Problem-solving ingredients for complex drugs

Published: 18-Jan-2013

Around 40% of new chemical entities fall into class II – low solubility drugs, making them difficult to formulate. Improving the bioavailability of these compounds is a major challenge but the technologies involved could help to extend the lifecycle of many medicines. Manufacturers are also looking to improve palatability and diversify drug delivery routes to increase patient compliance.

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Scientific advancements may be leading to more effective drugs, but the requirement for solubility-enhancing technology, palatability improvements and life-cycle extenders is greater than ever. Susan Birks looks at ingredient trends.

Drug developers around the world are facing a new set of challenges. Not only are the new active ingredients poorly soluble and site-specific, requiring complex delivery systems, but development costs are rising. Add to this the cost of new initiatives such as QbD and the Falsified Medicines Directive and the profitability of new drugs takes a dive. In addition a high failure rate of new drugs and growing use of generics makes lifecycle extensions a priority.

Topping the list of needs for most drug developers, however, is improving solubility and bioavailability. As one ingredient supplier put it, now that all the easy (small) therapeutic molecules have been discovered, the new molecules coming through are much more complex and suffer from solubility and bioavailability issues. As a result, ingredient suppliers and CMOs are focusing their offerings on improving solubility and bioavailability of actives, through either chemical or mechanical methods, or in terms of enhanced delivery vehicles.

As a global provider of pharmaceutical contract development and manufacturing services, Patheon sees improving the bioavailability of poorly soluble new chemical entities as a leading challenge in drug development. According to Ben Bauvalot, Patheon’s Director of Global Marketing, around 40% of new chemical entities fall into class II – low solubility drugs. This makes them ‘tougher compounds to formulate,’ he says.

Built-in bioavailablility

There are many approaches to solving bioavailability issues and Patheon, like others, aims to offer a multi-pronged approach. Two years ago the company launched SoluPath, described as a cost-effective service to identify an optimal drug delivery system for compounds with poor bioavailability. Through a parallel screening approach of technologies, such as solid dispersions, micro-particles or lipid-based formulations, Patheon’s programme has ‘allowed a consistent three to five times increase in bioavailability and shows 30% save rate for compounds that would have failed due to bioavailability issues’.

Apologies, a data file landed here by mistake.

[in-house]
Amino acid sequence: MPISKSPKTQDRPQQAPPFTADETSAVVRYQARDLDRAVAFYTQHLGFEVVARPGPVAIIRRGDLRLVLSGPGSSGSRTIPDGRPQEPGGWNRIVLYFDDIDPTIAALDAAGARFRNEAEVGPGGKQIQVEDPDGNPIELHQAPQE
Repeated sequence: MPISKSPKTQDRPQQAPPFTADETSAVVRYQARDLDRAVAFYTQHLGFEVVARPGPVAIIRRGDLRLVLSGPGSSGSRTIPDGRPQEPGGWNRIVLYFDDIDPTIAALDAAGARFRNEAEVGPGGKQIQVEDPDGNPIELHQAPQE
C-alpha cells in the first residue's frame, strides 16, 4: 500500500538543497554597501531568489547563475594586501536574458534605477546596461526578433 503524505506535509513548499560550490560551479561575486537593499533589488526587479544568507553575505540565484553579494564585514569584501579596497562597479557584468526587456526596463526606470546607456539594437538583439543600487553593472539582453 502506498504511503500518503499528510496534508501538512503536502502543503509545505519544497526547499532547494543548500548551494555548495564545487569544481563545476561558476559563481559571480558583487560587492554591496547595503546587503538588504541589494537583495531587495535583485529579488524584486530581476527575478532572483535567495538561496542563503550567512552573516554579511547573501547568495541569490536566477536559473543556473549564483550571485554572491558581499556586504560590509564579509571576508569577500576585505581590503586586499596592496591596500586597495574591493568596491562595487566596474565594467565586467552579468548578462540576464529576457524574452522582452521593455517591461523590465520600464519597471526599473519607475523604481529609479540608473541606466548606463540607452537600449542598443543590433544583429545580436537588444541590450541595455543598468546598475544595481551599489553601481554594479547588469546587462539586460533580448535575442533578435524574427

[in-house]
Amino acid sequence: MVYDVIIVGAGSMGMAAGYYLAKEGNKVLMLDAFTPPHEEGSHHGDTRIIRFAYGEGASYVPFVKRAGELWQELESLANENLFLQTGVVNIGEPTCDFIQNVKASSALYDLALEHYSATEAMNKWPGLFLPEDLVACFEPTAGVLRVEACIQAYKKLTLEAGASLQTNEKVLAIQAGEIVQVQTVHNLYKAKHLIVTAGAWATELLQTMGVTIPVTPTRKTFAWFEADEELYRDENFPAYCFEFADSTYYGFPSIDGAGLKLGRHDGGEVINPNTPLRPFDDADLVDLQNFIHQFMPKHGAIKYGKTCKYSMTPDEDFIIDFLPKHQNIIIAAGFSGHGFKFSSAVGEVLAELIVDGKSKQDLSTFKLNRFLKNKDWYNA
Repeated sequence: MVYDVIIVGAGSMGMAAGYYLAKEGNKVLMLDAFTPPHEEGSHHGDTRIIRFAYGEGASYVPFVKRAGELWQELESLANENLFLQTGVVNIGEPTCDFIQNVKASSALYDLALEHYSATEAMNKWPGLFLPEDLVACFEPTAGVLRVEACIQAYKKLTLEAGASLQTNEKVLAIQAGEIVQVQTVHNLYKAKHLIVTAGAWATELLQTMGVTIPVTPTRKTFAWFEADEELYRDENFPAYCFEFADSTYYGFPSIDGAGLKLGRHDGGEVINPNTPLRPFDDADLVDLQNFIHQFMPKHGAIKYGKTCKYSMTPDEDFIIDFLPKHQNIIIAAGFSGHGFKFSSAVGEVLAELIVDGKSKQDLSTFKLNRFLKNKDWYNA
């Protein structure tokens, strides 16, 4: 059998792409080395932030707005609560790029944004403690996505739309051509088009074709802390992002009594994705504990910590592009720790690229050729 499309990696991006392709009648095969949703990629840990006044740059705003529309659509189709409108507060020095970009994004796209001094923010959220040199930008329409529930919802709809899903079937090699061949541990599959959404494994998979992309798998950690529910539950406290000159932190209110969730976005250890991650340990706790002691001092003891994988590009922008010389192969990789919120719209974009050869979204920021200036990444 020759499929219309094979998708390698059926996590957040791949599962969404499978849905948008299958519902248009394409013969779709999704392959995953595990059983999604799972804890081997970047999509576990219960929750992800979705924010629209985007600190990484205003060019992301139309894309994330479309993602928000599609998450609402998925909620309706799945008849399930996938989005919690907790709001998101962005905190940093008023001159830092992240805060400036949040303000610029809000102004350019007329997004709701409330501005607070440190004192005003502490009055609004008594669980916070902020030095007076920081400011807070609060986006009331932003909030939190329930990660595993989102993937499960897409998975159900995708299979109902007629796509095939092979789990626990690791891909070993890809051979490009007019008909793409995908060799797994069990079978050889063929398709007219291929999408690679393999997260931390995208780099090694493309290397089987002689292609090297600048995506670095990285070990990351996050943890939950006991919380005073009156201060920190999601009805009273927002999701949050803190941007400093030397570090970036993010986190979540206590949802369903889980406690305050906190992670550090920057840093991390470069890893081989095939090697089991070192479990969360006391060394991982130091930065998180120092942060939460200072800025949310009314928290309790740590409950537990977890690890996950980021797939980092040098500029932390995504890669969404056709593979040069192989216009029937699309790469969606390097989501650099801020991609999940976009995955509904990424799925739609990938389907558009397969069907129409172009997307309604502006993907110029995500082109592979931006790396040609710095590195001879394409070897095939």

With so few new drugs making it onto the market, it is also important for commercial reasons to extend the life span of existing drugs

With so few new drugs making it onto the market, it is also important for commercial reasons to extend the life span of existing drugs, notes Bauvalot. ‘The patent cliff means companies are looking for lifecycle extensions – the combination of one active with another, such as we see in diabetes drugs, for example.’

Patheon is looking to help formulate this type of drug through its expertise in soft gel technology and its new line of softgel solutions – P-Gels – can also be formulated in tandem with the bioavailability enhancing formulation strategies.

Other technologies in Patheon’s armoury are: self-emulsifying drug delivery systems, concentrated micro-emulsion technology, galenic systems that mix hydrophilic and lipophilic phases, or micro-particle technology. The company has also added hot melt extrusion (HME) to the range of technologies utilised by the SoluPath programme.

Dr Matthias Buceris, Head of Pharma Raw Materials at Merck Millipore, also sees bioavailability as a major pinch point in the development of drugs. ‘No single technology fits all the challenges,’ he says. ‘This is why Merck Millipore has built up a portfolio of different technologies for large and small molecules.’

Merck’s silica technology, for example, is seen as a means to achieve life cycle management. The company is the largest producer of chromatography silica and has extensive silica knowhow as well as pharma expertise through being part of the Merck group. The company’s bimodal porous silica is being promoted as a new tool in increasing the solubility of active pharmaceutical ingredients (APIs).

Amorphous silica has been used in oral applications for decades; this latest product comprises particles that contain mesopores for a large surface area and additional macropores for good access to the surface. The drug is dissolved in organic solvent and then loaded onto the surface of the silica particles. After the solvent is completely removed, the drug substance remains on the surface in its amorphous state. This soluble amorphous state is a key factor for improved solubility and the loading process is optimised to achieve it (see Manufacturing Chemist, December 2012, p28-29).